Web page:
By guest blogger Mike Bock
The second Digital Learning Day, an event meant to tout the use of technology in education, is set to begin Wednesday, February 6. One of the headliners of the agenda is a "Digital Town Hall," a 90-minute discussion held in in Washington, D.C., where educators and technology advocates will promote ideas and best practices for technology and learning.
Classrooms around the country will be holding events for the nationwide initiative, ranging from talks and workshops to efforts that aim to highlight creative ways educators have merged technology into their teaching methods.
For example, students at Brookfield High School in Brookfield, Conn. will lead parents through demonstrations on how technology can be used in classrooms, and kindergartners at Hawaii Stream Academy in Honolulu will help their teacher design an app that shows the alphabet. An interactive map of schools that are participating in Digital Learning Day can be found here.
The event is being organized by the Washington-based Alliance for Excellent Education, a nonprofit education group run by Bob Wise, the former governor of West Virginia. In the spirit of online learning, you can follow along with the #DLDay Twitter hashtag, or find out more information on the Digital Learning Day Facebook page.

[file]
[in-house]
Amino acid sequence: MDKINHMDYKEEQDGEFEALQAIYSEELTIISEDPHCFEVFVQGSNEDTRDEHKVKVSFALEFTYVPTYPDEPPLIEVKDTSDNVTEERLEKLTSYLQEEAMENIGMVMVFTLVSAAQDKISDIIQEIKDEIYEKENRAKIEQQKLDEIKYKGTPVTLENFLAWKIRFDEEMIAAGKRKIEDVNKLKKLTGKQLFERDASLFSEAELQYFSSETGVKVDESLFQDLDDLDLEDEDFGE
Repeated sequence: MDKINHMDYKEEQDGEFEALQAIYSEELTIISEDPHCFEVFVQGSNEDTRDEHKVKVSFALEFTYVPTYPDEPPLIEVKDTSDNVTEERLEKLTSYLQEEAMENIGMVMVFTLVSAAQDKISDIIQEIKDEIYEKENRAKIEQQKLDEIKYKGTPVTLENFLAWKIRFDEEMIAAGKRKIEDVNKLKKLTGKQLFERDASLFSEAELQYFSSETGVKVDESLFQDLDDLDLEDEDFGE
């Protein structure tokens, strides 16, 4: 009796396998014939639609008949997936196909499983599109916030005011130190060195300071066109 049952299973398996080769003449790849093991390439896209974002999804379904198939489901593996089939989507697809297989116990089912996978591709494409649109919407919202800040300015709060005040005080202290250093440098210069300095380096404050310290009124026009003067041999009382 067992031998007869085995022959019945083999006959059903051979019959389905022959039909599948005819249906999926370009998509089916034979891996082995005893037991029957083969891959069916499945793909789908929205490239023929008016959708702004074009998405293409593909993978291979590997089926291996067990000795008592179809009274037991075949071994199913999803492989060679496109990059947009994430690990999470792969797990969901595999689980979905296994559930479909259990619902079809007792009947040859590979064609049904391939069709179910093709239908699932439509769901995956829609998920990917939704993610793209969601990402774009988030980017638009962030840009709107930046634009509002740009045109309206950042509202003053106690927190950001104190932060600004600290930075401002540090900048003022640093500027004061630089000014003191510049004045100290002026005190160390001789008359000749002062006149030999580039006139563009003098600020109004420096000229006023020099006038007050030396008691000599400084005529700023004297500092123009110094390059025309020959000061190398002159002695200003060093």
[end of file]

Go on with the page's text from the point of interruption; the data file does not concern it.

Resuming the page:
A new PBSLearningMedia survey, released to coincide with Digtial Learning Day, shows suggests that teachers are enthusiastic about using technology in the classroom.
The survey found that nearly half of teachers surveyed reported using technology for online lesson plans, and that "65 percent of teachers reported that technology allows them to demonstrate something they cannot show in any other way."
In addition, the survey said 90 percent of teachers have access to at least one PC or laptop for their classrooms, and 59 percent of teachers have access to an interactive whiteboard. In addition, 35 percent of teachers surveyed said they have access to a tablet or e-reader in their classroom, up from 20 percent a year ago.
However, the same survey found that 68 percent of teachers—and 75 percent of teachers in low-income schools—said they wanted to see more technology in the classroom.
Liana Heitin of Education Week Teacher took a more detailed look at the survey, which you can read here.